Consumer Release Testing - Product Team Real Provider

A high value, low cost alternative to Consumer Release Testing is for the consumer and provider to actively cooperate in risk reduction, which can result in a substantial reduction in provider risk. The probability of a provider failure can be decreased by independently testing the conflated concerns of end-to-end testing as follows:

  • Connectivity: the consumer can test provider expectations of consumer connections via release time smoke tests and run time monitoring
  • Compatibility: the provider can test consumer expectations of messaging via build time Consumer Driven Contracts issued by the consumer
  • Conduct: the consumer can test its expectations of provider behaviour via build time API Examples issued by the provider

The cost of a provider failure can be reduced via incremental release strategies such as consumer-side Feature Toggles and provider-side Blue-Green Deployments. These practices encourage a provider release to be gradually phased into production usage, so that the consumer can switch back to the previous provider version if necessary.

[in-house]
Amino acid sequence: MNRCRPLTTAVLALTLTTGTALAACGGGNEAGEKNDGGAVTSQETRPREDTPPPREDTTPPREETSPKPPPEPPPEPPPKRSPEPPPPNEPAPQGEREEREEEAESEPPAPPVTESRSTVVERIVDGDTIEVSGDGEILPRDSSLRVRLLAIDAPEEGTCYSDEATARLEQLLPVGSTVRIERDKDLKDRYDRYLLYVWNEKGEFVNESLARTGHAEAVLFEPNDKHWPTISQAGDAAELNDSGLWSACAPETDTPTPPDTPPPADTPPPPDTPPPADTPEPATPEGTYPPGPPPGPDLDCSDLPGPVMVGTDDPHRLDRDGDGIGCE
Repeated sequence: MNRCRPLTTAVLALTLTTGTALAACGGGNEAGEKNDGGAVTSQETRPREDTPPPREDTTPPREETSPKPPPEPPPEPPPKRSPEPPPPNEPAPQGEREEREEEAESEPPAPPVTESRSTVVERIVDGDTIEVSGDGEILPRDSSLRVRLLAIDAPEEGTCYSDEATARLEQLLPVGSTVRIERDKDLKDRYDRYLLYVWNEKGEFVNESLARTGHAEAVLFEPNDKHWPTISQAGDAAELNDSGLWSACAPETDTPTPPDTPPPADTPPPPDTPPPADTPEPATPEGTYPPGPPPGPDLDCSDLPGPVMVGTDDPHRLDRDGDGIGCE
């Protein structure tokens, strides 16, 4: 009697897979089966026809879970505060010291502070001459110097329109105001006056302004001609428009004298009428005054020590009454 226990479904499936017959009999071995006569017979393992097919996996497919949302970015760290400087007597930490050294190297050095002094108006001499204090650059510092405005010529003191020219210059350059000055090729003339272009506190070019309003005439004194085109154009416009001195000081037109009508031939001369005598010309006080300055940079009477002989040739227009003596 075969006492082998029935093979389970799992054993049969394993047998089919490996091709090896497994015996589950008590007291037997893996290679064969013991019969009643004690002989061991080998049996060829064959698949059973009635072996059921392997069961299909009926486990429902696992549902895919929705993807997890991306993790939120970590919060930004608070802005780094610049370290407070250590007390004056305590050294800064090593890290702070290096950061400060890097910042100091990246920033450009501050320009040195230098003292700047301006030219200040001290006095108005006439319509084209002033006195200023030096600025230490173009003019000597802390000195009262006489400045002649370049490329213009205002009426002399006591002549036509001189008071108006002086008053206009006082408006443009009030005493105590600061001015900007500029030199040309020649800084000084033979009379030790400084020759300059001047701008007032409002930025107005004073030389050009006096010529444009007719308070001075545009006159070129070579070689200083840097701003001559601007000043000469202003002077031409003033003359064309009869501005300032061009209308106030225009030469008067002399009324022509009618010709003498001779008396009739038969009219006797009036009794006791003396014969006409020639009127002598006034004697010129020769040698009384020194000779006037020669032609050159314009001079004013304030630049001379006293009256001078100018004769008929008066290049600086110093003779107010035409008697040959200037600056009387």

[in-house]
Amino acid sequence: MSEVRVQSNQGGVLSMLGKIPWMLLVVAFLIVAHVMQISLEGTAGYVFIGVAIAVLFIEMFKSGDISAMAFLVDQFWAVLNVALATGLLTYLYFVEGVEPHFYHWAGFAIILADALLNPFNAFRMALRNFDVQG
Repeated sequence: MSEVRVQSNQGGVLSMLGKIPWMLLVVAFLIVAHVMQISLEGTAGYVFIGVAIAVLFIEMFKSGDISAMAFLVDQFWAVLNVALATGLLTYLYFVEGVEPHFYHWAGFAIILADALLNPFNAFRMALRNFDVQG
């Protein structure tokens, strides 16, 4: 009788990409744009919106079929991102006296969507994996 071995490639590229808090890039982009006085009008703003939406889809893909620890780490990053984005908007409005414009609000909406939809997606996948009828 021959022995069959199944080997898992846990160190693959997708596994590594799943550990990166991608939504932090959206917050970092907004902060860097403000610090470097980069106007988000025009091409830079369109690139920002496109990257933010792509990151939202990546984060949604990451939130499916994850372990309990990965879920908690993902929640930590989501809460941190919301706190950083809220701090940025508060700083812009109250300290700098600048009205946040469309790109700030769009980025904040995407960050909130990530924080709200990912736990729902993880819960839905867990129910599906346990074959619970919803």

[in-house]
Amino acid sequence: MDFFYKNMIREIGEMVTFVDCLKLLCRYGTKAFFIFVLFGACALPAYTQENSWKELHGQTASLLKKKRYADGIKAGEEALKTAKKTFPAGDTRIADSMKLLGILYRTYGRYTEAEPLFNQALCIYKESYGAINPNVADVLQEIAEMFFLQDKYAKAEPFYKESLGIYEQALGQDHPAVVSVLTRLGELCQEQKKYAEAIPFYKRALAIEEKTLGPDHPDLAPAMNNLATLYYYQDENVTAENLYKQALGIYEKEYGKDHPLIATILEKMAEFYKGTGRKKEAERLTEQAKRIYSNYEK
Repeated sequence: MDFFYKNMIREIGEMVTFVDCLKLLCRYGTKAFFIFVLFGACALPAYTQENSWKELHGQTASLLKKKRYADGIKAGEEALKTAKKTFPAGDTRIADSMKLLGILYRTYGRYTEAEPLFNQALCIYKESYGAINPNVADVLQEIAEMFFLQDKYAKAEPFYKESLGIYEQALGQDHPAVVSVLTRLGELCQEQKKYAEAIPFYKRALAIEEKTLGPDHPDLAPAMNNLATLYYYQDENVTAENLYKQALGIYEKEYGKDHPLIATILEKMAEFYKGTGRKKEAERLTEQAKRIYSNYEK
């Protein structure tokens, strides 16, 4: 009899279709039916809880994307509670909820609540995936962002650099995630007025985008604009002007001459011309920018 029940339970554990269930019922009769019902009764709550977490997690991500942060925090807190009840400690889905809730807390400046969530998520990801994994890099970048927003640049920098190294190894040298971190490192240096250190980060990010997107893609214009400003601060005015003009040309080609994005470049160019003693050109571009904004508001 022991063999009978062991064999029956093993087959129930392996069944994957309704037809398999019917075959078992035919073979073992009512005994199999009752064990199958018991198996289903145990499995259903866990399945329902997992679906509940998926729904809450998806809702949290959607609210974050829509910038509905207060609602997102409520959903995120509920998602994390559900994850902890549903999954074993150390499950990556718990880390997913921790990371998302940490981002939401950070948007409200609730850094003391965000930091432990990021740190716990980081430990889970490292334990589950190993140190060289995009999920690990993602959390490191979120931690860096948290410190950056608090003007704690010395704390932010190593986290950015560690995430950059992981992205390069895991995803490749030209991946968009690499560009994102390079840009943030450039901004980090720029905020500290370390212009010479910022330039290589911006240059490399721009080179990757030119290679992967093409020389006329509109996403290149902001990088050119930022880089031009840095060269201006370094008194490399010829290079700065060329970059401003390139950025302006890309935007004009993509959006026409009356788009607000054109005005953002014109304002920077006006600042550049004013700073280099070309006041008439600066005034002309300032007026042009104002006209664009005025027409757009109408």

This approach is a viable alternative to Consumer Release Testing, but it is of limited value without provider cooperation. If the provider cannot or will not participate in risk reduction then the consumer must assess risk based upon historical provider lead times. As large batch sizes increase risk an infrequent provider release schedule is indicative of heightened risk, and if the cost of failure is significant then a limited form of Consumer Release Testing may be deemed justifiable. In those circumstances the consumer development team should perform end-to-end tests off the critical path using a lightweight test client, so that the slow feedback loops and non-determinism of Consumer Release Testing are diminished.